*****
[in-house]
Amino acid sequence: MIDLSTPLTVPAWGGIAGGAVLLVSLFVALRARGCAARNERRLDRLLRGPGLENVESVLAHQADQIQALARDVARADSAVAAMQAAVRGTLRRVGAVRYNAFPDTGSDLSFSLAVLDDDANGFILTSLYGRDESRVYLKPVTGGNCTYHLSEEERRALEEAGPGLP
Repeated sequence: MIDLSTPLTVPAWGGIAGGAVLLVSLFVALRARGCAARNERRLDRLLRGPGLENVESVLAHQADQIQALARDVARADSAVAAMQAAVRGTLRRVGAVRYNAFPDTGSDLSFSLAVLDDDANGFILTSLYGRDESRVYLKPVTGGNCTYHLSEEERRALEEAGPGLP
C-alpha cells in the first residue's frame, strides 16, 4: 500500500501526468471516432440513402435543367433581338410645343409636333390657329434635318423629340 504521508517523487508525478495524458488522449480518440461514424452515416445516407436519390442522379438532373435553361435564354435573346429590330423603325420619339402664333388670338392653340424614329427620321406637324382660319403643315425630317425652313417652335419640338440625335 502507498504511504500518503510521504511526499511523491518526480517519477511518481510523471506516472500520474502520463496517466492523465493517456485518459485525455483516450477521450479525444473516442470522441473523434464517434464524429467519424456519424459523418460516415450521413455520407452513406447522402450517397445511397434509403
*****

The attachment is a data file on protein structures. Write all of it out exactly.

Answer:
[in-house]
Amino acid sequence: MIDLSTPLTVPAWGGIAGGAVLLVSLFVALRARGCAARNERRLDRLLRGPGLENVESVLAHQADQIQALARDVARADSAVAAMQAAVRGTLRRVGAVRYNAFPDTGSDLSFSLAVLDDDANGFILTSLYGRDESRVYLKPVTGGNCTYHLSEEERRALEEAGPGLP
Repeated sequence: MIDLSTPLTVPAWGGIAGGAVLLVSLFVALRARGCAARNERRLDRLLRGPGLENVESVLAHQADQIQALARDVARADSAVAAMQAAVRGTLRRVGAVRYNAFPDTGSDLSFSLAVLDDDANGFILTSLYGRDESRVYLKPVTGGNCTYHLSEEERRALEEAGPGLP
C-alpha cells in the first residue's frame, strides 16, 4: 500500500501526468471516432440513402435543367433581338410645343409636333390657329434635318423629340 504521508517523487508525478495524458488522449480518440461514424452515416445516407436519390442522379438532373435553361435564354435573346429590330423603325420619339402664333388670338392653340424614329427620321406637324382660319403643315425630317425652313417652335419640338440625335 502507498504511504500518503510521504511526499511523491518526480517519477511518481510523471506516472500520474502520463496517466492523465493517456485518459485525455483516450477521450479525444473516442470522441473523434464517434464524429467519424456519424459523418460516415450521413455520407452513406447522402450517397445511397434509403